Statement

My work is a little like searching in a dark room with a flashlight that only brightens the few inches in front of it. I feel my way along the walls, trying to identify the furniture and layout of the place I find myself in.

Sometimes the dark is where you find the best surprises.

About a decade ago I moved from figurative to abstract work on small canvases, limiting myself to black oil paint. Forcing this constraint on myself was unpredictably liberating. Over the years I’ve expanded and contracted on my constricting parameters. I spent several years building shaped canvases which were a jumping-off point for the paint that followed.

Nearly a year and a half ago decided to go back to a single shape, the square. I wasn’t sure how far I could take it before I hit a wall and needed to reconsider the next step.

To my surprise, once again, I found this even tighter constraint offered more of the unexpected. Every time I felt myself inching up to that wall, I found a way past it. Like martial arts, there was a type of repetition involved. I knew that if I ever got to the point where it was only repetition, I would be done with it. What surprised me was the incremental improvement in my technique and subject. I gathered more control and became more demanding of the work. More and more works would get scrapped because they just weren’t as good as I had come to expect.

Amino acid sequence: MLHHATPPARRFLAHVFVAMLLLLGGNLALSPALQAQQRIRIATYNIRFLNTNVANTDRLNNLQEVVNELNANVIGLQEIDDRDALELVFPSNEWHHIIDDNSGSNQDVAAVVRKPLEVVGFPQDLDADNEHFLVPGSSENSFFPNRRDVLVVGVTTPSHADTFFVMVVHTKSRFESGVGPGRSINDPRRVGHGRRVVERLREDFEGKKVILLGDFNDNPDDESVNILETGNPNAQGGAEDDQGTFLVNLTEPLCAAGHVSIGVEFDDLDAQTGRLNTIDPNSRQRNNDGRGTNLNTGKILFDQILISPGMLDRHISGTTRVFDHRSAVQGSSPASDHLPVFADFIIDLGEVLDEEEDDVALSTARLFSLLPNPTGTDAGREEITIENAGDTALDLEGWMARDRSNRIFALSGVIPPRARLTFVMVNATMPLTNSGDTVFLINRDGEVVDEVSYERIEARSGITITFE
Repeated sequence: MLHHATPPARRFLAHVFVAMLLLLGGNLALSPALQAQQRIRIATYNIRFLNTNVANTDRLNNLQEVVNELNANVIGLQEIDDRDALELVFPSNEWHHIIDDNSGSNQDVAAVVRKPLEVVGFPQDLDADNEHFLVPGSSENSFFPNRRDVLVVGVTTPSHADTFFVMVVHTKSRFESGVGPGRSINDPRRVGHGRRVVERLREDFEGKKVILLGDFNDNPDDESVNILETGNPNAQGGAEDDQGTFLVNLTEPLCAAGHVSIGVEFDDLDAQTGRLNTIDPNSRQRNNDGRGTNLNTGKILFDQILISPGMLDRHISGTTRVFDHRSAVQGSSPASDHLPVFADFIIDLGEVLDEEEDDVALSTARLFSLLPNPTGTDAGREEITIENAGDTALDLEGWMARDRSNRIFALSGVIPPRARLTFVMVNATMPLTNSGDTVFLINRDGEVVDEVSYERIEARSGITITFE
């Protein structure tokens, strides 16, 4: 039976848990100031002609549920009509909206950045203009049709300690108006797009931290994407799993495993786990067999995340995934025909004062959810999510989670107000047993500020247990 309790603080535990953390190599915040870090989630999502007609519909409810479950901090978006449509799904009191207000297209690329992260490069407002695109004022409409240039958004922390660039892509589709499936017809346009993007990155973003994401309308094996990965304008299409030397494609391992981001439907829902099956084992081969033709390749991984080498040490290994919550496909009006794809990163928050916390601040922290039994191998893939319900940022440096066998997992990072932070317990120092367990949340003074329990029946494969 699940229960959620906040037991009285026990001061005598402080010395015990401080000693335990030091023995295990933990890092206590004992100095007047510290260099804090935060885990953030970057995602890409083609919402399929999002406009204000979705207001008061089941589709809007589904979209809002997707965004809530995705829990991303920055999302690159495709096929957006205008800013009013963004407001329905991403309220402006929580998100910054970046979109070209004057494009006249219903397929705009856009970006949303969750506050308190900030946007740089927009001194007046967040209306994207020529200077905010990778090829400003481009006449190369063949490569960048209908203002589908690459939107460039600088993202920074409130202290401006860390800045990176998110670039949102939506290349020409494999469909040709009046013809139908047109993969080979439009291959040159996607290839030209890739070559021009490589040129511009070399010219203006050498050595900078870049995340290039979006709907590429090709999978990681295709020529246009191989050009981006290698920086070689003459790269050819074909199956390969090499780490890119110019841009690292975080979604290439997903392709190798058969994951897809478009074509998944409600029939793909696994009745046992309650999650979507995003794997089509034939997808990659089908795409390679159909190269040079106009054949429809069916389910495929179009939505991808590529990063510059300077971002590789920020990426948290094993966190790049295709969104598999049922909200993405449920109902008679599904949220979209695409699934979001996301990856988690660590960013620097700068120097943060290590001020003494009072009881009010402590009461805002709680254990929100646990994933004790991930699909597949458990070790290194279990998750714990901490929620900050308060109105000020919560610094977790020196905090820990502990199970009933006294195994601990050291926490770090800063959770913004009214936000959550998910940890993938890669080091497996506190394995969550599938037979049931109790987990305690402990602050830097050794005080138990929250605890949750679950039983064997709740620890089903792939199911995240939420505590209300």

My work as an artist is about searching and it’s a little like searching in a dark room with a flashlight that will only brighten a few inches in front of it. We artists, we feel our way along the walls and try to identify the furniture and layout of the place that we find ourselves in. We use the tools we have, each of us arrive with slightly different tools. Each of us learn to build different tools to help us plod on in the dark.

Sometimes the dark is where you find the best surprises. Most of a decade ago I moved from figurative work to working on small canvases, limiting myself to black oil paint. Forcing this parameter on myself was unpredictably liberating. Over the years I’ve expanded and contracted on my limiting parameters. I spent several years building shaped canvases which were a jumping off point for the paint that followed.

Nearly a year and a half ago decided to go back to a single shape, the square. I wasn’t sure how far I could take it before I hit a wall and needed to reconsider the next step.

To my surprise, once again, I found this even tighter parameter offered more of the unexpected. Every time I felt myself inching up to that wall, I found a way past it. Like martial arts there was a type of repetition involved. I knew that if I ever got to the point where I could only repeat myself, I would be done with it. The surprise I am talking about is the increments of improvement in the technique and subject. I gathered more control and became more demanding of the work. More and more of them would get scrapped because they just weren’t as good as I came to expect. I keep expecting to hit the wall but somehow I keep getting past it.

2016

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